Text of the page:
Back in the 1990’s, primary schools in New Zealand offer a home skills course which was compulsory for all students to take, including boys. The syllabus was designed as such so that little boys and girls get to learn firsthand how to cook, sew, do woodwork, plumbing and other practical skills.
One day, 10-year-old Eric came home from school to his father and asked for $30. It was for his mini sewing project at school, he said. Since $30 was not a small amount in New Zealand during those days, his father asked what this mini project was exactly about.
“Mrs. Grant told us that we are each going to sew a pair of silk boxers. So everyone in class needs to pay $30 for the silk which she will then buy for us”, Eric chirped.
“$30 for silk? That is ridiculous!” his father exclaimed.
“But its compulsory to pass the course, dad!”
“Here’s $2 for cotton instead”, his father handed him the money.
“Dad, but the teacher said silk,” Eric tried to plea.
“Look Eric, your dad here have been wearing boxers for more than 20 years and let me tell you….”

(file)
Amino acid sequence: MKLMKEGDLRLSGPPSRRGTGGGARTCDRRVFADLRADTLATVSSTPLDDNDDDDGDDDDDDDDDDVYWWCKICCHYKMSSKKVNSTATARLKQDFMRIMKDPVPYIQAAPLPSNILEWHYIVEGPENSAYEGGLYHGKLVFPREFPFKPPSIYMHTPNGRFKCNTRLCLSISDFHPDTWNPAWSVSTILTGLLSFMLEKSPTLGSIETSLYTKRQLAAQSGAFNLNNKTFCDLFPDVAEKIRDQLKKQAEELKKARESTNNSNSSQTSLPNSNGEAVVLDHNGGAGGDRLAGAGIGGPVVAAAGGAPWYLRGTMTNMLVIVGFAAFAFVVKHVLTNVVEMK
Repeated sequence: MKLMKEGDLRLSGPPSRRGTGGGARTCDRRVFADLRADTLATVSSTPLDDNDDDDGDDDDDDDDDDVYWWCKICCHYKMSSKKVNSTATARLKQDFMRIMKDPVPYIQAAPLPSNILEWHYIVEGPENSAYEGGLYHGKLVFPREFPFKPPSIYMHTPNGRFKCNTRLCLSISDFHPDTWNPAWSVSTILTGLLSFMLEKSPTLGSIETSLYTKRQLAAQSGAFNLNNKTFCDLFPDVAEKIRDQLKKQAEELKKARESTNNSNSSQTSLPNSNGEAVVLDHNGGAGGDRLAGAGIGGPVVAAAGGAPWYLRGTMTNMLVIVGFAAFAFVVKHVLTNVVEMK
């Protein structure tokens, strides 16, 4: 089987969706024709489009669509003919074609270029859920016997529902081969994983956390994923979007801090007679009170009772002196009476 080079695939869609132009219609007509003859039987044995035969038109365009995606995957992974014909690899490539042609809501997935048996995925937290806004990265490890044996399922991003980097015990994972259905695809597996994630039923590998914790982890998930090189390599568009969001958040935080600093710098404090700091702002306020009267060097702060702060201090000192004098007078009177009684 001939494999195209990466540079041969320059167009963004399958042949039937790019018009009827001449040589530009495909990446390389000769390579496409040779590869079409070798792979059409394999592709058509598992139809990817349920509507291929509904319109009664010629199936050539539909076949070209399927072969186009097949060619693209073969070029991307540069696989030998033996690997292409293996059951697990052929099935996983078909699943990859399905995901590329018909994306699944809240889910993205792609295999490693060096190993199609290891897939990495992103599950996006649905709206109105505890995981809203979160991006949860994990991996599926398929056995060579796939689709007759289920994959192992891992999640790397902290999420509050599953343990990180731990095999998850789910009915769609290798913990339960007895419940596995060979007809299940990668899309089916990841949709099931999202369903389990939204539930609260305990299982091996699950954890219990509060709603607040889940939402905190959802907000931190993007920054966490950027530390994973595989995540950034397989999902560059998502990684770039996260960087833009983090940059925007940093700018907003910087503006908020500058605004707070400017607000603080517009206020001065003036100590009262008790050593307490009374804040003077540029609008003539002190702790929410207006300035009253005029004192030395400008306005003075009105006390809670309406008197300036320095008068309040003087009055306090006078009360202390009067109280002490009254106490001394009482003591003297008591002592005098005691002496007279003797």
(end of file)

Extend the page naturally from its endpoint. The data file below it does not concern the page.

Eric’s dad continued to explain why cotton would do the trick and how silk is not suitable anyway. The little boy was convinced.
The next day at school, all his friends lined up in class to pay up $30 to Mrs. Grant. When it was Eric’s turn, he handed his two dollars.
“Eric, this is not enough. Did you tell your mom or dad that you need $30?” Mrs. Grant asked.
“My dad says $2 would be enough for cotton,” Eric answered.
Eric then explained, quoting his father’s words, “Yes I know Mrs. Grant. But my dad said cotton would be better because its airy. Silk boxers stick to your balls…!”
And so, Eric was the only one in class who paid $2 and sewed a pair of cotton boxers instead. He passed.
Inspired by a true story as told by a good friend about her (now adult) son and (still humorous) husband. All names have been changed.